Surprise! Alexander Wang has collaborated with Adidas on a unisex collection featuring tops, bottoms and sneakers—a personal obsession of Wang’s. The designer is always full of surprises, and at the end of his spring runway presentation, the lights flickered to a grainy, dark film of white trucks barreling down city streets and then hooded men loading up boxes and a quick flash of a non-disclosure agreement. And then out came a parade—no, a barrage—of male and female models clad in black shirts, sweats, track jackets, shorts and sneakers, the Adidas logo turned upside down. No fanfare or long lead-up necessary. Just give people what they want, now. Those trucks will be parked at three locations around New York City the day after the show, selling the Adidas collection.
Rewinding 60 or so looks, the signature collection Wang showed celebrated the ’80s surf and scantily-clad beach culture. Just wrapped in Wang-y street edge. White cropped cotton tops, loose tanks and thin, tiny tops with long straps that criss-crossed the waist before disappearing into flared skirts looked breezy, young and right up the alley of millennials. Wang knows what they want, and he crafted a canny collection and of-the-moment campaign to go with it.
He spun gray men’s wear suiting into deconstructed jackets, wrap dresses, pj shorts and board shorts, and then trimmed them with black lace. At once, it was feminine and masculine. The ultimate tomboy with a streak of girlishness peeking through with rose-print lining and flouncy blouses. For evening, this tomboy throws on a sleek racer-like sequined dress or, even better, a long, white sequined wrap skirt.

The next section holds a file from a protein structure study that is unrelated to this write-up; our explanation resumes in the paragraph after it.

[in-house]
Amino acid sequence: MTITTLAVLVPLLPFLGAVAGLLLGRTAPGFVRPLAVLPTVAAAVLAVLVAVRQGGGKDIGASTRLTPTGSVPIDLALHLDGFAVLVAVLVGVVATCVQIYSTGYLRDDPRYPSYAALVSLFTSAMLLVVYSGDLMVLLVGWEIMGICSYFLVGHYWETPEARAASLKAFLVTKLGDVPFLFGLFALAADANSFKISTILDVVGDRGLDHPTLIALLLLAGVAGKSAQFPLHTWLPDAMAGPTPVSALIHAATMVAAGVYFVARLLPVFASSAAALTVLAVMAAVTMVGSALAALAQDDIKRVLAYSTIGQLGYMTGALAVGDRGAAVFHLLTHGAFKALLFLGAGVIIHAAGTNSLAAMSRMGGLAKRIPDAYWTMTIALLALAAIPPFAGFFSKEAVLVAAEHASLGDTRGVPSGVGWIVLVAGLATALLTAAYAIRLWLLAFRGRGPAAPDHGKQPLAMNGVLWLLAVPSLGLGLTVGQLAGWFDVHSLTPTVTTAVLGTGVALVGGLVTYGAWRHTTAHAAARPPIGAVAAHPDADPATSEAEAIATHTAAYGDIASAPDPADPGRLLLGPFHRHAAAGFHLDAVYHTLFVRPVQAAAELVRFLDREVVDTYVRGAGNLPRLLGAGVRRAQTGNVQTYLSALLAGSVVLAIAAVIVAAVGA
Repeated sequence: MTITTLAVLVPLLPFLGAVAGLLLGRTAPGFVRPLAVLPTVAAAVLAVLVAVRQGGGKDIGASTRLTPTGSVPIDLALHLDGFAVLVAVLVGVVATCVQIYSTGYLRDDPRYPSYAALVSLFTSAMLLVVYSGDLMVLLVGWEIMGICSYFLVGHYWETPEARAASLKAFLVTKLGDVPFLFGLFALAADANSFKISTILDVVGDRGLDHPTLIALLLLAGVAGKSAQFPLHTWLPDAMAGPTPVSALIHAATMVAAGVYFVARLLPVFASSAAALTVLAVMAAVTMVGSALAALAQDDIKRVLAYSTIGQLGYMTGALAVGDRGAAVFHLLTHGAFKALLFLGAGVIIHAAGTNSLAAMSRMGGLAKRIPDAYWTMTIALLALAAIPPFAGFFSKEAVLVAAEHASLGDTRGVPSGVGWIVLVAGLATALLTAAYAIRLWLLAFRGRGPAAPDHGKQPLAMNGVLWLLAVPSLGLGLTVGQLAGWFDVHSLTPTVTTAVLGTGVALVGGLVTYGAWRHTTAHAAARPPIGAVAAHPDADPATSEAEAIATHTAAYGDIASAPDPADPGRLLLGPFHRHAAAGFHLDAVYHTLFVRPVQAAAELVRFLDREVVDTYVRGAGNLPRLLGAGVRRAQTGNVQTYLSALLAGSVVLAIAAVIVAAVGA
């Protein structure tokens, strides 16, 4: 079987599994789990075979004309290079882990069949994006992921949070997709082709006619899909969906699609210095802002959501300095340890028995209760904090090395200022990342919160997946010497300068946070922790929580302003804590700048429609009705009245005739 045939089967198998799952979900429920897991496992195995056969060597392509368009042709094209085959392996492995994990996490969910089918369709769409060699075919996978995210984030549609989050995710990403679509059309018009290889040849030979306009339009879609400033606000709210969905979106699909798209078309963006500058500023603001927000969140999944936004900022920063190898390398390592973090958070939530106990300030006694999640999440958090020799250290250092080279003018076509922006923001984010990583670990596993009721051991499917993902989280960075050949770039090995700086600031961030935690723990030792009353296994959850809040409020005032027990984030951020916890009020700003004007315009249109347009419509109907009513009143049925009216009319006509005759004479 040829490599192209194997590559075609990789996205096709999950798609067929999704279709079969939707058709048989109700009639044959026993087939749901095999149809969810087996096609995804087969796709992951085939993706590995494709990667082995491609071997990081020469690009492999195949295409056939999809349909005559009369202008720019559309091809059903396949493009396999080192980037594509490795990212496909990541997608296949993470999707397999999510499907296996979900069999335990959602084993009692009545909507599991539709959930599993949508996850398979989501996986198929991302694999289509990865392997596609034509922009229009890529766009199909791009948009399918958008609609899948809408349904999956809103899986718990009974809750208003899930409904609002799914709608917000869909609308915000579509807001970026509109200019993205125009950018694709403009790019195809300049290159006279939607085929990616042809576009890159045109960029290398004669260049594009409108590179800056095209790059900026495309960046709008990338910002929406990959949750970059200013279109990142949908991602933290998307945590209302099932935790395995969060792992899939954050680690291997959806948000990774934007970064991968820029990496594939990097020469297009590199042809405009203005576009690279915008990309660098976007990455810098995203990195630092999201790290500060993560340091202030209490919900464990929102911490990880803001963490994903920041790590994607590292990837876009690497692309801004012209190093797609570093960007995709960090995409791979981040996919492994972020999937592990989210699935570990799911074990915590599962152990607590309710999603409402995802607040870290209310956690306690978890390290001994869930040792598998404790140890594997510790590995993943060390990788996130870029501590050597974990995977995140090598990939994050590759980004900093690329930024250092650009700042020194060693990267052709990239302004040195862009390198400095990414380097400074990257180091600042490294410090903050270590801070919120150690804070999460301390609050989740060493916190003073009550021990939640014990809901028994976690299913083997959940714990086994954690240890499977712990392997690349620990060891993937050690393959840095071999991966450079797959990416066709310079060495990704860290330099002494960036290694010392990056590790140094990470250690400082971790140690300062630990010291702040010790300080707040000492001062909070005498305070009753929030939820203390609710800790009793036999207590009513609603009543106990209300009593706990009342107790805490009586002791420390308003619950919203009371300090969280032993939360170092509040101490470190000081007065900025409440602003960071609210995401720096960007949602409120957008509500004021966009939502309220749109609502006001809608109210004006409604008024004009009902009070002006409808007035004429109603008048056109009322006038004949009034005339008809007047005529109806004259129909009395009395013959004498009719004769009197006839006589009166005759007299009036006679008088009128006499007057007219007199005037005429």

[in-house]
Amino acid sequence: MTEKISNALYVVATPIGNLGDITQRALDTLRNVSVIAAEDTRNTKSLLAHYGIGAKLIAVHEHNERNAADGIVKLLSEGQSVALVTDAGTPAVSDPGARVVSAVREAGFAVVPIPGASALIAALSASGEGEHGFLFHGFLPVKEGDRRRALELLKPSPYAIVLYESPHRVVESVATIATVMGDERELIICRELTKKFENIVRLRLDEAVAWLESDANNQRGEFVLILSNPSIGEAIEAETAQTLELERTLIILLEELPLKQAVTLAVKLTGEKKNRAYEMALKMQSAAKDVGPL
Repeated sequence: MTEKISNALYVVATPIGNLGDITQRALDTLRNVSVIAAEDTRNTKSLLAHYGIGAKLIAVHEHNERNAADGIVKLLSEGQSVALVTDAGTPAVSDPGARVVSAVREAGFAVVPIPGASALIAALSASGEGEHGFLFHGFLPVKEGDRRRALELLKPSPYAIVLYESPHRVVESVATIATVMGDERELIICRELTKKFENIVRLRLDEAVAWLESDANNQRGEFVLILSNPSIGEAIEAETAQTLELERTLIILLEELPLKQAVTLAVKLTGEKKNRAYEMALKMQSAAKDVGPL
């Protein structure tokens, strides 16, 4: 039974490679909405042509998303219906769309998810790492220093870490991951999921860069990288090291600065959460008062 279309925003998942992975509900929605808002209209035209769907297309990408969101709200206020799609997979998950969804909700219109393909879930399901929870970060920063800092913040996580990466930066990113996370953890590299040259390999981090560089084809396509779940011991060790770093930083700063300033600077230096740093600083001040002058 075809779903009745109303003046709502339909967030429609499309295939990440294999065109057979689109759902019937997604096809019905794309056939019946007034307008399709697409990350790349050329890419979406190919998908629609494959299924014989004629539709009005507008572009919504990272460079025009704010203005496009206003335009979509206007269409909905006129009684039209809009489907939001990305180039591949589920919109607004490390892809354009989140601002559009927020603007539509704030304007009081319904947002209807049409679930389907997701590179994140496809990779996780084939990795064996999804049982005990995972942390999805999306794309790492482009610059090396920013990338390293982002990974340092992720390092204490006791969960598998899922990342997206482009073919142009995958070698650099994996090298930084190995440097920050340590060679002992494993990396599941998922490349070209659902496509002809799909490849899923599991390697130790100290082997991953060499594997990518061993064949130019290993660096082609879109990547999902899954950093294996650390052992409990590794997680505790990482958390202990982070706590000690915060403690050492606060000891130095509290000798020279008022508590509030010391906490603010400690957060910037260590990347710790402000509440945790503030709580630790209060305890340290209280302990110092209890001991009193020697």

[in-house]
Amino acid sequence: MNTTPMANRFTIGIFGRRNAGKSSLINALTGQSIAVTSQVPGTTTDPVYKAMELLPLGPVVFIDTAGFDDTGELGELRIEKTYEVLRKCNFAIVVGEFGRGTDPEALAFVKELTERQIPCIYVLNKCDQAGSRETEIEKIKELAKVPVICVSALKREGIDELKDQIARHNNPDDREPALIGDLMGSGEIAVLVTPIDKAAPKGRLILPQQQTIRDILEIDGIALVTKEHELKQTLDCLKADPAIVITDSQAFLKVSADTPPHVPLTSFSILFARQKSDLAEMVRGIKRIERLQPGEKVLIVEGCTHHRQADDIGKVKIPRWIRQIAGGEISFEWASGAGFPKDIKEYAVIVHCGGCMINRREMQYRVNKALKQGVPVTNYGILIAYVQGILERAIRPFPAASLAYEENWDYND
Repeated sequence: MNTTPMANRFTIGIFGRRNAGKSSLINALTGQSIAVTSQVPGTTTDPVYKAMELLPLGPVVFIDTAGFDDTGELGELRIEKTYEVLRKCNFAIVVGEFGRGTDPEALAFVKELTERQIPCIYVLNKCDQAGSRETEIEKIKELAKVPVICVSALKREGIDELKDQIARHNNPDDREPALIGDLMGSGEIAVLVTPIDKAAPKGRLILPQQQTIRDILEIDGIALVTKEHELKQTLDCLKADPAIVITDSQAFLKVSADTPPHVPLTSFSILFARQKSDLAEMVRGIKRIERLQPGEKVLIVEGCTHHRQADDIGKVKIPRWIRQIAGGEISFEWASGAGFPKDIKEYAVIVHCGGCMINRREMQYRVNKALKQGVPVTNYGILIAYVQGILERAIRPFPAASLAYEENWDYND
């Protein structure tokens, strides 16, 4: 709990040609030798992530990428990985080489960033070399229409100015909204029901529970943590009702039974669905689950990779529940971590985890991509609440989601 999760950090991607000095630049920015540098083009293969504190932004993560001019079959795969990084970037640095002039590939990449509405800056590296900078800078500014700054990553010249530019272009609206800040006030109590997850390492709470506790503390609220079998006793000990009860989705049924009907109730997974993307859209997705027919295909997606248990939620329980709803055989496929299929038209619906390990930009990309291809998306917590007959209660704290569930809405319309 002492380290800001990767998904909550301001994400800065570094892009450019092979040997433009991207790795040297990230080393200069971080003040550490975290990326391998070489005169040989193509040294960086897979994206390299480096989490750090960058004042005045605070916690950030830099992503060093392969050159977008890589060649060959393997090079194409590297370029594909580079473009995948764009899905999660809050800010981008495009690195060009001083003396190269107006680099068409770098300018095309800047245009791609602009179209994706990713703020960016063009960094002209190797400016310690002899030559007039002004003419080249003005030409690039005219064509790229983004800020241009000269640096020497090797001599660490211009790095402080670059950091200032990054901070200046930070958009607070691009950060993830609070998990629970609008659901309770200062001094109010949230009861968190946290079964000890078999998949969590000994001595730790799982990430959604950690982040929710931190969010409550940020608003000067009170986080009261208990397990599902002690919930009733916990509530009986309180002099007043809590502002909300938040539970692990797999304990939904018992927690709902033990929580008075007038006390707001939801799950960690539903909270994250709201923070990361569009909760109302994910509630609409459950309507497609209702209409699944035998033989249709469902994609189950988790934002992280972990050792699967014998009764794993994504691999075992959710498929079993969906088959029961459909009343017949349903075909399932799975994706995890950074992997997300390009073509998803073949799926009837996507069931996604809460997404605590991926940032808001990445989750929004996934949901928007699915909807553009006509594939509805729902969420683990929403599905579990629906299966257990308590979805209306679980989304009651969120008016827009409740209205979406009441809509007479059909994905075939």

For a lot of people, the ’80s were a time of bad clothes, yet Wang managed to take one of the most-maligned looks and make them cool, desirable and appropriate for 2017. Namely, the distressed and washed matching denim jacket and jeans in white or faded blue.
Board shorts, scuba dresses, sandals and moccasin sneakers drove home the idea of beach babes and surfer dudes. And a series of electric pink, blue and yellow sweatshirts, emblazoned with palm trees at sunset and the words “Mind Detergent” instantly recalled Ocean Pacific graphics of yore.
From: Harper’s BAZAAR US